Stewart Lyman is Owner and Manager of Lyman BioPharma Consulting LLC in Seattle. He provides strategic advice to clients on their research programs, collaboration management issues, as well as preclinical data reviews. Follow @

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  • Tom Hopp

    Amen Stewart. You have laid it out beautifully. If I thought any of those big medical industry moguls had half the conscience Scrooge did, I might have some hope for their enlightenment. But I think we’ll only see cheaper healthcare when these new robber barons are forcibly compelled to surrender some of their vast, immoral, personal cash-grabs. By that I mean, vote Democrat.

  • JSchaible

    Modern day Scrooges? What a load of liberal tripe.

    The issues with modern healthcare are more the natural result of layer upon layer of government mandated bureaucracy, defensive medicine and separation of the buyer and seller from free market forces.

    As you point out, many supermarkets see razor thin margins. But not all.
    High end grocery stores still exist, where customers who value service
    and quality products still shop and thus reward those stores with higher
    margins.

    The rest are forced into a death fight volume business, given astute price sensitive buyers know the price of milk and are willing to switch from one store to another to save a nickel. Are you seriously suggesting this is your solution to healthcare? Unlike hospitals, grocery stores are still not
    forced to give what they sell (say that milk) to all who walk in their doors, regardless of if they can pay or not. If they did, you can bet they too would charge exorbitant prices on zucchini and tomatoes just to survive. (Ethically, is healthcare so much different from food?)

    So maybe today’s healthcare market is on the verge of collapse. But it is not from greed of providers that is causing it to fail. Still, ever the rational optimist, I see green shoots at the same time. You note “medical tourism”. Such is little more than free market capitalism returning to a broken system – where allowed. Educated customers seeking out better pricing and higher end services, allowed to be provided in countries with free healthcare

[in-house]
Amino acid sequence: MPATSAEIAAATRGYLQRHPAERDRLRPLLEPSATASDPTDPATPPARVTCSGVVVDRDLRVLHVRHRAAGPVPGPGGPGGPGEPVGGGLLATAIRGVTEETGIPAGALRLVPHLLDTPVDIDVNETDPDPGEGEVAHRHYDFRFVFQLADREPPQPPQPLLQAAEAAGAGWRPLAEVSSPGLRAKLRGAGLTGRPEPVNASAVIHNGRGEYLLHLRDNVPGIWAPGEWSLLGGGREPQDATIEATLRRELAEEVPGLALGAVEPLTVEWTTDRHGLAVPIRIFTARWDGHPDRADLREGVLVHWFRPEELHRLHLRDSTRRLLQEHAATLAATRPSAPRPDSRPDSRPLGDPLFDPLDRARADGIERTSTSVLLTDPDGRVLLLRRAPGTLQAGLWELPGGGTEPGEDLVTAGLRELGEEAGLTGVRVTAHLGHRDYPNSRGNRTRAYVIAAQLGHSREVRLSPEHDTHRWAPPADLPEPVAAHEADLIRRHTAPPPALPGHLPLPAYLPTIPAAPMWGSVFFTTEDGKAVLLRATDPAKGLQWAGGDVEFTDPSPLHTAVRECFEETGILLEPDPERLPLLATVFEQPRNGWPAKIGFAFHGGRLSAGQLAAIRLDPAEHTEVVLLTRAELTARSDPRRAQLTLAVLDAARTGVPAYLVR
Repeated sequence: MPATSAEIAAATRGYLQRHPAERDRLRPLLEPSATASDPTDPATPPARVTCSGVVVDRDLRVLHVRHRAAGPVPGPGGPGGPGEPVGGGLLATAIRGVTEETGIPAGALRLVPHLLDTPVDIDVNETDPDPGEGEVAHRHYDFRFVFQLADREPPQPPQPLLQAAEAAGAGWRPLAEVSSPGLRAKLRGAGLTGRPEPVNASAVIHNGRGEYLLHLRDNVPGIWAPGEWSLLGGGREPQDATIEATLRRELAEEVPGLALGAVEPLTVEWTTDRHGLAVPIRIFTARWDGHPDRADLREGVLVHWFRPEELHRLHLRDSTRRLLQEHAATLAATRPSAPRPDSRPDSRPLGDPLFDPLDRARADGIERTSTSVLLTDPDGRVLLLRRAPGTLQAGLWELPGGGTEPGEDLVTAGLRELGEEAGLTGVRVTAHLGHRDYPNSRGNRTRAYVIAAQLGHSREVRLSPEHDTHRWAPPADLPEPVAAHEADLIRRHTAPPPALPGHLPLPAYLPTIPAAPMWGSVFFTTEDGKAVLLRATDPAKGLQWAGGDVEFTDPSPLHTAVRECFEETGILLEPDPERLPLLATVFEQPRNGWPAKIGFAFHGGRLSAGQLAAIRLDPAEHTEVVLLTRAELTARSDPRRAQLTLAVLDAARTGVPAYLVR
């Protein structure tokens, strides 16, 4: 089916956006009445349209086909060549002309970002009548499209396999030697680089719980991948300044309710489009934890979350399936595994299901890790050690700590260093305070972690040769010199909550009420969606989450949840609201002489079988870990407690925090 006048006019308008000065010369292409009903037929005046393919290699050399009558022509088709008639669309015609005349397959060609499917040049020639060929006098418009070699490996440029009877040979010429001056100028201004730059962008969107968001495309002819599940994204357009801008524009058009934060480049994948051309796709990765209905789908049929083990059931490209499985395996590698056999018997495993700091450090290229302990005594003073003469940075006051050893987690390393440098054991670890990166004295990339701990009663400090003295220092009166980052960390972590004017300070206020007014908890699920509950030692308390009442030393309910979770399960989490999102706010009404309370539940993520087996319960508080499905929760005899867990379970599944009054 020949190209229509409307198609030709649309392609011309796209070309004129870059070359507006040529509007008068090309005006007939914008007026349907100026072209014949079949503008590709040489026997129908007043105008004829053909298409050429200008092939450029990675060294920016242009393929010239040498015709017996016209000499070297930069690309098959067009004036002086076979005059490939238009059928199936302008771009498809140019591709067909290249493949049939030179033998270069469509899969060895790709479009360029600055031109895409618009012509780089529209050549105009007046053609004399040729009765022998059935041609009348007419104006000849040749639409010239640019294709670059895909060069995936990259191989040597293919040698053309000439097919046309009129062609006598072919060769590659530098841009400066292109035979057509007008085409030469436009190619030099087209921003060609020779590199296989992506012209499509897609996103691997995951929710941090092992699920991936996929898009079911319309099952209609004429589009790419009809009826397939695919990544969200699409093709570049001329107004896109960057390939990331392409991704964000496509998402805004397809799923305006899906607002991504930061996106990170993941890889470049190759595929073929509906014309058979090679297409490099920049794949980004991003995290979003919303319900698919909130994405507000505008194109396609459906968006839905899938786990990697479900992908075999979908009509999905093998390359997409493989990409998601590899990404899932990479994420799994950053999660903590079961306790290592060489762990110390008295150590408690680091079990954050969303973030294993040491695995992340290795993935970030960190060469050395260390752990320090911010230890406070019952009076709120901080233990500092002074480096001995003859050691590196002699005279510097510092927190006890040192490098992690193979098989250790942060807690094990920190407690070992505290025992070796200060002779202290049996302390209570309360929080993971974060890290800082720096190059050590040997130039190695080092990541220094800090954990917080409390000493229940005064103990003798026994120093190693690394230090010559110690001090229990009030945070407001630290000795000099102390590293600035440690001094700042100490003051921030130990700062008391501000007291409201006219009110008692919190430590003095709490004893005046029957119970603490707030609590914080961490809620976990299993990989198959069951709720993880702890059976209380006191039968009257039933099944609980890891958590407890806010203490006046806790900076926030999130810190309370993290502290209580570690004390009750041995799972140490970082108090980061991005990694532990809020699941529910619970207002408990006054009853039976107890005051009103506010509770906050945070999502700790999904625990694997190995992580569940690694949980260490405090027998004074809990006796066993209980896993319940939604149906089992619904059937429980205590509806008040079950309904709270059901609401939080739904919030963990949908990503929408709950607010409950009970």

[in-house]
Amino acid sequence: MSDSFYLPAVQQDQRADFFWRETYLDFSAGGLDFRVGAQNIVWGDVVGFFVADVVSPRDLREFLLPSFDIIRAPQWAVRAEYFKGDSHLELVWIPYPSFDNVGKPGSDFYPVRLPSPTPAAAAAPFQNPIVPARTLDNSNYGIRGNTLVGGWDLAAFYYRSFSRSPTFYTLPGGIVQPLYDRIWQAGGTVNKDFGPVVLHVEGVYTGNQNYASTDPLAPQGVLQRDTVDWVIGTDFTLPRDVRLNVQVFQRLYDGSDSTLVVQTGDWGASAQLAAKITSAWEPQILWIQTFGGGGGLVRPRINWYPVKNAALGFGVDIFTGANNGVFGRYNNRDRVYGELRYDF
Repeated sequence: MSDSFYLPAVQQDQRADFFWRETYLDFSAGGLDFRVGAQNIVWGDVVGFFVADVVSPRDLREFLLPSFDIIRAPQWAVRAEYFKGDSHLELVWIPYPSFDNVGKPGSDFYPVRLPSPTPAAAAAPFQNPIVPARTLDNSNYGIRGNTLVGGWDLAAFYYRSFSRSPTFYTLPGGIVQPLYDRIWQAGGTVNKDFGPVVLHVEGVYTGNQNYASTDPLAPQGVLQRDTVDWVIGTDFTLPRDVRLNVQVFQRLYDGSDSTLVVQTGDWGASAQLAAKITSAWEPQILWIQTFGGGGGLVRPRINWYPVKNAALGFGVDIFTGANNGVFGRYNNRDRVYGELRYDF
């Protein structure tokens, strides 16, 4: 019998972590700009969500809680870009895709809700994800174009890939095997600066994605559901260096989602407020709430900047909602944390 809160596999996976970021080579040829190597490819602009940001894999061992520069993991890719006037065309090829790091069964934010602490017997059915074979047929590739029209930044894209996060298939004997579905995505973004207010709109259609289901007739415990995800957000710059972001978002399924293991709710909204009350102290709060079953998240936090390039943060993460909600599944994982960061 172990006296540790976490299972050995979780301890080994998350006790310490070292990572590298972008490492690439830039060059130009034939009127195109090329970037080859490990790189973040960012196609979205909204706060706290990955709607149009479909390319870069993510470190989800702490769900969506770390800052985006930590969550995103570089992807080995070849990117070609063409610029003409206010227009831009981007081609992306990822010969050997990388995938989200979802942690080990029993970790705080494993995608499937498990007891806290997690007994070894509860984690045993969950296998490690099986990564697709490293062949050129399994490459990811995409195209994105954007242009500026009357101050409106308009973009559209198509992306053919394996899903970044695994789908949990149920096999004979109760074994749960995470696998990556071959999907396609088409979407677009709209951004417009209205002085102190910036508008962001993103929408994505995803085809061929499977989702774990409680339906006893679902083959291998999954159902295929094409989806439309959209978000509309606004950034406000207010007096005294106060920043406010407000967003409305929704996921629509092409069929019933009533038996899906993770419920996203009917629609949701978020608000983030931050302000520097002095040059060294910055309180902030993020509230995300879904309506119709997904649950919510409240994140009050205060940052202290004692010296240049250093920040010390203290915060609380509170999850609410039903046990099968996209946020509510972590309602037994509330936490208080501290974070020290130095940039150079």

markets by those seeking to profit from the exchange.

    In the early 1990’s I had the privilege of spending a day with the late Harold Nue of New York City’s Columbia Presbyterian Hospital, the legendary Chief of the Division of Infectious Disease specialist. We spent most of the day in the isolation wards seeing the legions of uninsured ill from the Harlem
    community. Full blown AIDS, multidrug resistant TB, you name it. But then, after lunch, we rode the elevator to the McKeen pavilion. The doors opened to a different world. Gone was the hospital, replaced with all the appointments of a high end hotel. There was even a piano player in a tux and tea service making the rounds. I was amazed. The cost? A mere $250 out of pocket over the $1,250 insurance billed cost of a standard room. I asked about the disparity. Dr. Neu agreed the optics seem stark, but
    pointed out that patients on this floor paid so much extra out of pocket (plus
    in charitable donations to the hospital) that for the profit margin was so wide
    it allowed for another five patients without insurance to be treated for
    free.

    Like Scrooge, most Americans prove at this time of year, in the end we freely give generously. But the key is in the gift. No one is generous when it is mandated, coerced and extracted from us, which is the way healthcare is headed.

  • Pasteur

    One thing is for sure, if I was looking for consulting for my enterprise I’d NEVER use Lyman Consulting. After reading this garbage, I thought it was a joke when I read the background on the author. Wow.